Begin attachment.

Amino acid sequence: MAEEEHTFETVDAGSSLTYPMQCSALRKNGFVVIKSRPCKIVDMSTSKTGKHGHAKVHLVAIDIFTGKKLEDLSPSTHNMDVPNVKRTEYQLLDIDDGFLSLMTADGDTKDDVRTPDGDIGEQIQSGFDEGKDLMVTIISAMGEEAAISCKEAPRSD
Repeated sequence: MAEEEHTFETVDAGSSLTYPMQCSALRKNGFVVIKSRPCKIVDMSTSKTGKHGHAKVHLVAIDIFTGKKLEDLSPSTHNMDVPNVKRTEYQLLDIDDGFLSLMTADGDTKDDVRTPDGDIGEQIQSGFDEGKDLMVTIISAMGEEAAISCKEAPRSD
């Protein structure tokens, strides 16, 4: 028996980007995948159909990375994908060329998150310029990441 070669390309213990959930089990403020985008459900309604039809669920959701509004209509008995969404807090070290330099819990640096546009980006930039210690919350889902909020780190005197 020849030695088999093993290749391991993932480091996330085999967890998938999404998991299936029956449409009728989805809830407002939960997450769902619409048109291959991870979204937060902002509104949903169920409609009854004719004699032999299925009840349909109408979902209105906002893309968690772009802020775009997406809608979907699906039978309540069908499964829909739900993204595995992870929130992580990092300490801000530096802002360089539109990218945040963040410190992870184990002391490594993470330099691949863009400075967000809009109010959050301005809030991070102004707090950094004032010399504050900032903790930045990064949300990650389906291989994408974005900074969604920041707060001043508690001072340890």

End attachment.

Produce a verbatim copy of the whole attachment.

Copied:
Amino acid sequence: MAEEEHTFETVDAGSSLTYPMQCSALRKNGFVVIKSRPCKIVDMSTSKTGKHGHAKVHLVAIDIFTGKKLEDLSPSTHNMDVPNVKRTEYQLLDIDDGFLSLMTADGDTKDDVRTPDGDIGEQIQSGFDEGKDLMVTIISAMGEEAAISCKEAPRSD
Repeated sequence: MAEEEHTFETVDAGSSLTYPMQCSALRKNGFVVIKSRPCKIVDMSTSKTGKHGHAKVHLVAIDIFTGKKLEDLSPSTHNMDVPNVKRTEYQLLDIDDGFLSLMTADGDTKDDVRTPDGDIGEQIQSGFDEGKDLMVTIISAMGEEAAISCKEAPRSD
């Protein structure tokens, strides 16, 4: 028996980007995948159909990375994908060329998150310029990441 070669390309213990959930089990403020985008459900309604039809669920959701509004209509008995969404807090070290330099819990640096546009980006930039210690919350889902909020780190005197 020849030695088999093993290749391991993932480091996330085999967890998938999404998991299936029956449409009728989805809830407002939960997450769902619409048109291959991870979204937060902002509104949903169920409609009854004719004699032999299925009840349909109408979902209105906002893309968690772009802020775009997406809608979907699906039978309540069908499964829909739900993204595995992870929130992580990092300490801000530096802002360089539109990218945040963040410190992870184990002391490594993470330099691949863009400075967000809009109010959050301005809030991070102004707090950094004032010399504050900032903790930045990064949300990650389906291989994408974005900074969604920041707060001043508690001072340890």